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This episode of Shedunnit was written, narrated, and produced by me, Caroline Crampton. You can find more information about all the books and articles that I’ve mentioned in the show notes for this episode at shedunnitshow.com/ediththompson. There, you can also read a full transcript.

I wish all my listeners a very happy new year, and thank you very much for sticking with the podcast into 2019. A few of you have been in touch to say that you discovered the show via Instagram, so I’m trying to be better at posting pictures related to the episodes there. Do come and take a look at instagram.com/shedunnitshow.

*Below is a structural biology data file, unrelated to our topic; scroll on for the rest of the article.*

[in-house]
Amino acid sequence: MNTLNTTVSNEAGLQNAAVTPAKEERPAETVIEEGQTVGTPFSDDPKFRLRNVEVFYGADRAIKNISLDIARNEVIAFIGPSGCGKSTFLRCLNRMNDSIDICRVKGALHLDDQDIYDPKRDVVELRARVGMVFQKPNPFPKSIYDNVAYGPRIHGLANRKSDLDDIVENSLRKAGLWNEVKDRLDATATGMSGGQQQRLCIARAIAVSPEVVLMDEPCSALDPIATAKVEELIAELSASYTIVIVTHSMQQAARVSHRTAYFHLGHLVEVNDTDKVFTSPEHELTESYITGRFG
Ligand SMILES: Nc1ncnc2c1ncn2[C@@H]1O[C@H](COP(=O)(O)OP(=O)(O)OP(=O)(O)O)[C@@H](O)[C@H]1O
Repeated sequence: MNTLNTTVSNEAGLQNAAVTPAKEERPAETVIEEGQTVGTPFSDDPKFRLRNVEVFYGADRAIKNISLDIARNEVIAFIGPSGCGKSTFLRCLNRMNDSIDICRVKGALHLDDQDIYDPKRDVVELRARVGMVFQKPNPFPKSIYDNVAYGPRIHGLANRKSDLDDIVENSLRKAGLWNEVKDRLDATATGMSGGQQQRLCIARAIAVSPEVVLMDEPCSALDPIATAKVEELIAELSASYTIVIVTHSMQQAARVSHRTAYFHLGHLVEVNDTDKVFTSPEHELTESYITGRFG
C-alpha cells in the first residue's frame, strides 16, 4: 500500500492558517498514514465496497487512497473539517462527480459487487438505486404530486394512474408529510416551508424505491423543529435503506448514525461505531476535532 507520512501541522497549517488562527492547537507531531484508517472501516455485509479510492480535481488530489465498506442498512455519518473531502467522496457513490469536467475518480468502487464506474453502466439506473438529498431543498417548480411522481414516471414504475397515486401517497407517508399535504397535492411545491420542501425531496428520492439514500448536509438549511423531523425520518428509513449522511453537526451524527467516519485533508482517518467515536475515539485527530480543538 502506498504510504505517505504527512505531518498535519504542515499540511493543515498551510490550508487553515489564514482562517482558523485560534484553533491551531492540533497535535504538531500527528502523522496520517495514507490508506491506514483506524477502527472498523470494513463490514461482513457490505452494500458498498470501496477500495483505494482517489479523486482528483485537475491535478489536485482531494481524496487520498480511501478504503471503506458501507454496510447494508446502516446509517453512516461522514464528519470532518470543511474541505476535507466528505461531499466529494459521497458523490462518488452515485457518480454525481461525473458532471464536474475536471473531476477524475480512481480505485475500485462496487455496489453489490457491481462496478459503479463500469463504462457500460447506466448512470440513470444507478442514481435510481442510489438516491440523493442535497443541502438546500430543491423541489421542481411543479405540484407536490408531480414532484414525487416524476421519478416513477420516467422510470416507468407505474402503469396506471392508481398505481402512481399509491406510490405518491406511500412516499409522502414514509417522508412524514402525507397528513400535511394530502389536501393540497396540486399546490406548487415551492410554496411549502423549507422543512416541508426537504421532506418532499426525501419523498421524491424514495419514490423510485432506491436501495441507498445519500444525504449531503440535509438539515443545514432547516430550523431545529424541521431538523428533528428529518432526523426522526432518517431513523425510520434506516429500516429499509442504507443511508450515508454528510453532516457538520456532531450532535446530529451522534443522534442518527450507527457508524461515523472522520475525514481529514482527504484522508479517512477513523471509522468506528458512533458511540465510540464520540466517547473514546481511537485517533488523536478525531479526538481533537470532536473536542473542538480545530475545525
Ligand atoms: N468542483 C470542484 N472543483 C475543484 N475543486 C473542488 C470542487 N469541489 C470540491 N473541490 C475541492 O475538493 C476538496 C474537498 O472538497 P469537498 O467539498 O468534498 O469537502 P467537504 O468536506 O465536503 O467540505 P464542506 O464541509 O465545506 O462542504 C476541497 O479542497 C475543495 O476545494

If you’d like to show your appreciation for the podcast, do tell your friends and family about it, or leave a rating or review on Apple Podcasts because it helps the show be more visible to new listeners.

I’ll be back on 23 January with a new episode.

Next time on Shedunnit: Dining with death.

6. Adaptations Transcript

Here’s a full transcript of the sixth episode of Shedunnit.

Click here to listen to it now in your app of choice.

Caroline: We think about murder mysteries as “page turners”. For lots of fans, the physical act of reading these books, of racing through the story and seeing the number of unread pages dwindling towards the solution is part of the joy. But for a great many people, their main contact with detective fiction — in particular the stories of Agatha Christie — is via film and television adaptations. For a huge global audience, Christie’s work is as often watched as it is read.